Depuis trois décennies, la peine de mort recule incontestablement dans le monde. Le noyau dur des États rétentionnistes procédant à des exécutions se réduit désormais à une trentaine de pays. Pourtant, en Amérique du Nord, en Asie, en Afrique, il est des États qui paraissent peu affectés par le mouvement international en faveur de l'abolition : des exécutions ont eu lieu en 2015 en Inde et au Japon, tandis qu'elles continuent en Iran, en Irak, en Arabie Saoudite, en Indonésie ou dans certains États des États-Unis.
Cet ouvrage réunit philosophes, juristes et cartographes pour s'interroger sur les progrès et les limites de cette ambition d'une abolition universelle, qui deviendrait absolue, de la peine de mort. De Victor Hugo à Derrida, quels sont les impératifs philosophiques de l'abolition ? Quelle est l'influence des conventions internationales, quels sont les facteurs propices à l'abolition ? Et, approche originale utilisée ici, comment est-il possible de mesurer le phénomène abolitionniste à travers des cartes ?
Sous la direction de Marc Crépon, Jean-Louis Halpérin et Stefano Manacorda
Postface de Robert Badinter
Cartes de Julien Cavero : o carte interactive
This volume examines legal matters regarding the prevention and fighting of historical pollution caused by industrial emissions. "Historical pollution" refers to the long-term or delayed onset effects of environmental crimes such as groundwater or soil pollution.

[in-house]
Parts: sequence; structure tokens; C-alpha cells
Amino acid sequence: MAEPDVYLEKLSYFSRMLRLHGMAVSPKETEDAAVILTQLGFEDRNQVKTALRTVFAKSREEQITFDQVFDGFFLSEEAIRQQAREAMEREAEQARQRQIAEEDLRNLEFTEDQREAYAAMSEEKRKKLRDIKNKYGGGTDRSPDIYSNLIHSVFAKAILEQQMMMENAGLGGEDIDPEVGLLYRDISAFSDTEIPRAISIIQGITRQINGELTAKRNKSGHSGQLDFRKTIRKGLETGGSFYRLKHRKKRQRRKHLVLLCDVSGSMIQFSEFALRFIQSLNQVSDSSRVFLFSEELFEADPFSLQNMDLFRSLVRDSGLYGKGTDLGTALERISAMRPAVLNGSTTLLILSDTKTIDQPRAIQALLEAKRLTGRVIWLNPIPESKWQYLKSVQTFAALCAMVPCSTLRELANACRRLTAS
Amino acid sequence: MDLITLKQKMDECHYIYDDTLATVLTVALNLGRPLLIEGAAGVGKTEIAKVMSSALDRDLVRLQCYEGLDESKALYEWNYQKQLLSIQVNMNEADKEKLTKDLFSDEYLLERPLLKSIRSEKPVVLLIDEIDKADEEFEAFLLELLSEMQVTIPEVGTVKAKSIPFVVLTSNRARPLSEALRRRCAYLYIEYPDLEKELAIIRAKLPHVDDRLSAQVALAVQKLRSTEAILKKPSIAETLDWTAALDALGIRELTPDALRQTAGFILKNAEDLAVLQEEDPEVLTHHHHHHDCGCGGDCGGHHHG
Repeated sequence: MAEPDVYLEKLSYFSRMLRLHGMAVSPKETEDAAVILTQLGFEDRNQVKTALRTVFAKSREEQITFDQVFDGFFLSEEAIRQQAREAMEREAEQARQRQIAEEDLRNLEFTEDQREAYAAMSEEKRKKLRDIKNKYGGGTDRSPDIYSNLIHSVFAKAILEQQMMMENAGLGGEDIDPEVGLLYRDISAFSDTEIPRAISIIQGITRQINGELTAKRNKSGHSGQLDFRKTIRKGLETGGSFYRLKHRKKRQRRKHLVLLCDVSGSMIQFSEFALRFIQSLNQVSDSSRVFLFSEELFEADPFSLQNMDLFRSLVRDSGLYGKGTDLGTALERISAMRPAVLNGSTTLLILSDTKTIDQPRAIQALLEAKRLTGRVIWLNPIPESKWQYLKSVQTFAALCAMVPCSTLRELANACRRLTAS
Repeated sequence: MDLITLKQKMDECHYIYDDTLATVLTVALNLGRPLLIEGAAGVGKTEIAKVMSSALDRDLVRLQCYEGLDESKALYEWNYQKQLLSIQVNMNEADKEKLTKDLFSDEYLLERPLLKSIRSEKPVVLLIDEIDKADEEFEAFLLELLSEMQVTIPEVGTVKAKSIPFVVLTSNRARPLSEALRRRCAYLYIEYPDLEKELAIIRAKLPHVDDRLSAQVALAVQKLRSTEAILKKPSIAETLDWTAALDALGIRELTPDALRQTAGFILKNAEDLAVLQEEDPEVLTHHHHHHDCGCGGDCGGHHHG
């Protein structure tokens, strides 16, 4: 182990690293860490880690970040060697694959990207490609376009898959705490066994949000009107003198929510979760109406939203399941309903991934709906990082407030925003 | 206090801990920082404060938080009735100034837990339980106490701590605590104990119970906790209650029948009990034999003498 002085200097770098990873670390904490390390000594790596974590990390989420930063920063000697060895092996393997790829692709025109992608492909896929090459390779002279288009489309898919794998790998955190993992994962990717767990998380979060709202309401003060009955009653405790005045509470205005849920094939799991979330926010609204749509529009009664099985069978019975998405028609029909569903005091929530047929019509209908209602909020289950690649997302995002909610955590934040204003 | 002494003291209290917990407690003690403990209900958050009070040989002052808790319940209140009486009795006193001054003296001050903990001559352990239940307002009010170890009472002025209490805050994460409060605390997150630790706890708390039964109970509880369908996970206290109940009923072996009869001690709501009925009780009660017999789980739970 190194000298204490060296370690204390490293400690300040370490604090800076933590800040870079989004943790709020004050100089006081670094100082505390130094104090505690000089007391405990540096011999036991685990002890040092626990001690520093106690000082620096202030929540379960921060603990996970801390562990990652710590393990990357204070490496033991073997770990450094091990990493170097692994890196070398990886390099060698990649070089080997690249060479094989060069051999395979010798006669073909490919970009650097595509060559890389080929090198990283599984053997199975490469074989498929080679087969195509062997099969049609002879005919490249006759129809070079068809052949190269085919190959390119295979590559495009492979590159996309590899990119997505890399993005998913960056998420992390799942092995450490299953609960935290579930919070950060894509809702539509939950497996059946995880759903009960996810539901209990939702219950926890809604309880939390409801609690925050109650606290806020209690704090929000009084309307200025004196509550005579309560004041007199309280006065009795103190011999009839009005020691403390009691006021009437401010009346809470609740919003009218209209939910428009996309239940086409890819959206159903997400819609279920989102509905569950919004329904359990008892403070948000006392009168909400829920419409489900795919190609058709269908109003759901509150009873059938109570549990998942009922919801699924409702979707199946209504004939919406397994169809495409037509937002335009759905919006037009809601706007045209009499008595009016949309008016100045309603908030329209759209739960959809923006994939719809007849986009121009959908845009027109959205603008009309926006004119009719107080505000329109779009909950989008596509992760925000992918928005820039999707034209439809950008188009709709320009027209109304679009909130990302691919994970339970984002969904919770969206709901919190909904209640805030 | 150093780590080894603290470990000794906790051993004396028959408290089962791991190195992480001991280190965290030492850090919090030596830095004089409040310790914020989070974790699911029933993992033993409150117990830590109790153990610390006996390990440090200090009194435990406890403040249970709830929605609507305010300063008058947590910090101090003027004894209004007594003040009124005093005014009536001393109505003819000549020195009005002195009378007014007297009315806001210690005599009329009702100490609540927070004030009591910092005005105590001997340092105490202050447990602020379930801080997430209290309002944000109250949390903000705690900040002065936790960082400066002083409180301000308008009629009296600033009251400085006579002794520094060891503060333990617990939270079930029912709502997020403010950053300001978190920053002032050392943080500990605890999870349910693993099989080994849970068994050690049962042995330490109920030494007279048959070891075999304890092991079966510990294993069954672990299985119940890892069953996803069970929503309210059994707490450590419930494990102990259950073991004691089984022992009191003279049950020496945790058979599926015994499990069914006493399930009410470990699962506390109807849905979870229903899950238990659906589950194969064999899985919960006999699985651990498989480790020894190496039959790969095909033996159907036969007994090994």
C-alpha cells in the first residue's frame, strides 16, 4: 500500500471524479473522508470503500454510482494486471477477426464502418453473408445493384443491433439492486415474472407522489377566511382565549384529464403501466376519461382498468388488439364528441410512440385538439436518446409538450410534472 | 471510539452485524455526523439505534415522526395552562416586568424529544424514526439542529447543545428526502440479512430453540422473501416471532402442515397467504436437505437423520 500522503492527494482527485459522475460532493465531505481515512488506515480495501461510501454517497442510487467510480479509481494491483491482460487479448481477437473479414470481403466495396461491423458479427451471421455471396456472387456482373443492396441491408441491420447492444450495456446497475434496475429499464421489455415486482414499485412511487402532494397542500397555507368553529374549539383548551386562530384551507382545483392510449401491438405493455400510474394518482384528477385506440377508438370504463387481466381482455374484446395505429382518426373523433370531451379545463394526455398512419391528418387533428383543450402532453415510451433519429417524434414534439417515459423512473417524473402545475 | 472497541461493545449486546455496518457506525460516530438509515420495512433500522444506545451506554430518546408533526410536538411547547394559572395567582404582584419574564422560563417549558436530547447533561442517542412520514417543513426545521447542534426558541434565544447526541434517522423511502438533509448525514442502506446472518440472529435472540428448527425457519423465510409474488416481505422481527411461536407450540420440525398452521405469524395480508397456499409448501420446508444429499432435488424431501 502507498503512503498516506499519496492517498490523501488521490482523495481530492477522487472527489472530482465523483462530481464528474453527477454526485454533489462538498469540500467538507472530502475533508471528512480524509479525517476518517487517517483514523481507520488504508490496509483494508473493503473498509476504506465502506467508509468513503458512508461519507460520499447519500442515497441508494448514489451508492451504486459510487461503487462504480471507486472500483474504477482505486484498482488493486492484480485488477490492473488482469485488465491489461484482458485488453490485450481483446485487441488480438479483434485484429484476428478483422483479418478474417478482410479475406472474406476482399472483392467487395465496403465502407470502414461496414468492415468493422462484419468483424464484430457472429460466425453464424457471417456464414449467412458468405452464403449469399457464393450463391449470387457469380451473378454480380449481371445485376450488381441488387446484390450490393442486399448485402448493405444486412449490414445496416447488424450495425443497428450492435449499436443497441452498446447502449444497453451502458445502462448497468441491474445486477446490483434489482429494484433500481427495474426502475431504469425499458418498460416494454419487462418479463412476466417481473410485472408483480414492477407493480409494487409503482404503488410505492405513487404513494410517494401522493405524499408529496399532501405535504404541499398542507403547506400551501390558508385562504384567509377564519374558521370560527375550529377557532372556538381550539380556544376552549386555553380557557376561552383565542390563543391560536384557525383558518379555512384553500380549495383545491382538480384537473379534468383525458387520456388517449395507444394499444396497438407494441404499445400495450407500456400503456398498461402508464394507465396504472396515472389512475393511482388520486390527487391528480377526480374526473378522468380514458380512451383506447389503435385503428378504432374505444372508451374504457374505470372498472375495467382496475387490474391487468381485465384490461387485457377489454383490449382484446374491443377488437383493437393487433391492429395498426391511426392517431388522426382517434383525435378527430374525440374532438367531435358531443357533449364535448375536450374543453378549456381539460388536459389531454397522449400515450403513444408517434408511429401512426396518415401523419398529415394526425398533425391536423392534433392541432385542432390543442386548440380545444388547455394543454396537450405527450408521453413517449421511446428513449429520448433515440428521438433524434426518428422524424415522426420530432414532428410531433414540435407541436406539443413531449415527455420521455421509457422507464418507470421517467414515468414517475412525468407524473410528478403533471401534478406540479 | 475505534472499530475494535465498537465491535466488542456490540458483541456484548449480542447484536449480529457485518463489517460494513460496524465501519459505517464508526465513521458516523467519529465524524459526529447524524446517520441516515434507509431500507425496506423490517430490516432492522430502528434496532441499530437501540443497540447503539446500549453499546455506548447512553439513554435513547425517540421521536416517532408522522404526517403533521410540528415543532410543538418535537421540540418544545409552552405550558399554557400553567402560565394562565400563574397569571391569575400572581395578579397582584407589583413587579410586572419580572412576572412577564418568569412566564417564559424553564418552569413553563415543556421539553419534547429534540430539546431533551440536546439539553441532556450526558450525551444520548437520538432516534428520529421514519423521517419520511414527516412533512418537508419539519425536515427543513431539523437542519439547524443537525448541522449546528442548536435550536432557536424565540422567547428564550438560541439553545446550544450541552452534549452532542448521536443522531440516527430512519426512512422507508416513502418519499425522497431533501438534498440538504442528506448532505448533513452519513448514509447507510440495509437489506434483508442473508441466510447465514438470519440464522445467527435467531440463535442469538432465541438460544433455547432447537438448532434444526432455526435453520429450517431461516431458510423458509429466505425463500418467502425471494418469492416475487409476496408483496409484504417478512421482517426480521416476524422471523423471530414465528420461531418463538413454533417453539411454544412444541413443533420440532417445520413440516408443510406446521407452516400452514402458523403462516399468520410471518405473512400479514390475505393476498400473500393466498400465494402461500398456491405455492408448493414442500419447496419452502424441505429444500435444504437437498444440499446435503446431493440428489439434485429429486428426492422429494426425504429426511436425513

Historical Pollution presents and compares national legal approaches, including the most interesting and effective mechanisms for managing environmental problems in relation with historical pollution. It features interdisciplinary and international comparisons of traditional and alternative justice mechanisms.
This book will be of interest to researchers in criminology and criminal justice and related areas, such as politics, law, and economics, those in the public and private sectors dealing with environmental protection, including international institutions, corporations, specialized national agencies, those involved in the criminal justice system, and policymakers.
This book presents the results of a two-year international research project conducted for the United Nations Office on Drugs and Crime (UNDOC) to investigate and provide solutions for reducing bribery and corruption in corporations and institutions. It starts with an empirical case study on the effectiveness of a set of self-regulation rules adopted by multinational companies in the energy sector. Second, it explores the context and factors leading to corruption internationally (and the relationships between domestic criminal law and self-regulation). Third, it examines guidelines for the adoption of compliance programs developed by international institutions, to serve as models for the future. The principle result of the book is a three-pronged Anti-Bribery Corruption Model (so called ABC Model), endorsed by the United Nations, intended as a corruption prevention tool intended to be adopted by private corporations. This work provides a common, research-based standard for anti-bribery compliance programs, with international applications. This work will be of interest to researchers studying Criminology and Criminal Justice, particularly in the areas of organized crime and corruption, as well as related areas like Business Ethics and Comparative International Law.